Developer outsourced his own job to China; watched cat videos before getting fired

There are a lot of hard working software developers in the world who are dedicated to their job and their employers. They show up to work every day and get their assignments done. This story is not about one of those developers but a person, who instead, got others in China to do his job.

This week, the Verizon security blog tells the story of a man they call "Bob", a developer at an unnamed "critical infrastructure company". Apparently this company called in Verizon sometime in 2012 when they noticed some odd VPN logs that had connections in China. The connections were centered on "Bob's" workstation.

The computer forensic team examined the evidence and discovered that "Bob" was outsourcing all of his work to Chinese software teams and paying them a fraction of his six figure salary to do so. That meant he could come to work and basically goof off; the Verizon blog states that "Bob's" real daily schedule of work consisted of him going to Reddit and eBay and watching cat videos like this one:

Obviously, this kind of activity (or non-activity, if you think about it that way) did not sit well with the unnamed company and they fired "Bob". He now has loads of time to go to Reddit and search for cat videos to watch; he's just not using company resources and money for it anymore.

Source: Verizon security blog
Via: The Next Web

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Well Verizon Wireless did always tell me to use my resources while working for them. This guy was just doing what they said!

Well, while I am sure he broke many contractual and security policies by doing this, surely he was just being smart and getting the same job done for less while taking a "fee"? I wonder if the company then went on to hire the Chinese guys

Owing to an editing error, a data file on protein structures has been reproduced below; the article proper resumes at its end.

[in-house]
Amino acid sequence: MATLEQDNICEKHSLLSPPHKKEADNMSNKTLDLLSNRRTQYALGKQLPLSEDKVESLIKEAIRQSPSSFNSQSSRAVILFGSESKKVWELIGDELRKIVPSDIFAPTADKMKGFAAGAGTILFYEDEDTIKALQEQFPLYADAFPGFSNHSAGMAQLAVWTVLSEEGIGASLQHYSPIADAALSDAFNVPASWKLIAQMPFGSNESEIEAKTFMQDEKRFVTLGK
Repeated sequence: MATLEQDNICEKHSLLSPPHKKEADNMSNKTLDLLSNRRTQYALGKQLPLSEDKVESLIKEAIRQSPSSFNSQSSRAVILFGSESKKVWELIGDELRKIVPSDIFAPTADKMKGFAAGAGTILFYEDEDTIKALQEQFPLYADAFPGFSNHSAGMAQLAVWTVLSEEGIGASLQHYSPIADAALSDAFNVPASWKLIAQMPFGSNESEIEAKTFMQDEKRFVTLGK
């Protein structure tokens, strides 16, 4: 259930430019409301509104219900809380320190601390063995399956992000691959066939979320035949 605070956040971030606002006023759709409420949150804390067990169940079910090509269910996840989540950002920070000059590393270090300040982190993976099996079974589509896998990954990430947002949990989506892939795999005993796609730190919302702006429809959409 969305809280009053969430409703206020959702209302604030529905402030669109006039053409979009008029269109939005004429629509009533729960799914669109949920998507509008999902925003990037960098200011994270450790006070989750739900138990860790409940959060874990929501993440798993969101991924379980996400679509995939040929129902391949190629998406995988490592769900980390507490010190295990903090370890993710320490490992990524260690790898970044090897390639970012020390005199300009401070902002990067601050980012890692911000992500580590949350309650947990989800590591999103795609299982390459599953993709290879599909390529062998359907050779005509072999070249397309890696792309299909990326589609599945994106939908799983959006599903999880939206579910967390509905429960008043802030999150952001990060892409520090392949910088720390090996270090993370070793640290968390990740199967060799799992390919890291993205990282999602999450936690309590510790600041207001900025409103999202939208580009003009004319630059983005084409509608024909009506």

He should of set up a proxy for them to go into before getting access to the Verizon network to do his job. Partially smart of him, but if he did this he could of went on longer. Then he could tell them it is his home proxy. ha

He wouldn't have to tell them it was a proxy, just that it was his home computer.
He likely was allowed remote access, but who knows what they had for requirements to connect from there. Probably needed a vpn client, since they were using two phase auth.

However, if they were using a client such as the cisco client and didn't disable split tunneling, he could allow the Chinese to connect to his tunnel (local) and route things to his work vpn network.

Or just allow them to remote desktop into a vm on his home network that was authorized to connect to the company vpn. No one would think anything was odd about that, were it allowed, except that it would be logged in at weird times of the day.

Edited by ahinson, Jan 16 2013, 5:05pm :

ahinson said,
He wouldn't have to tell them it was a proxy, just that it was his home computer.
He likely was allowed remote access, but who knows what they had for requirements to connect from there. Probably needed a vpn client, since they were using two phase auth.

However, if they were using a client such as the cisco client and didn't disable split tunneling, he could allow the Chinese to connect to his tunnel (local) and route things to his work vpn network.

Or just allow them to remote desktop into a vm on his home network that was authorized to connect to the company vpn. No one would think anything was odd about that, were it allowed, except that it would be logged in at weird times of the day.

HAHAHA, you put a lot of thought into this... LOL

Does not have to be wierd times. He could of specified what times of day (LOCAL) the work needed to be done. Even if it was in the middle of the night he could explain that off easy and made to look good for doing so much extra work at home. He might of been able to twist it to management as a reason to telecommute most days.

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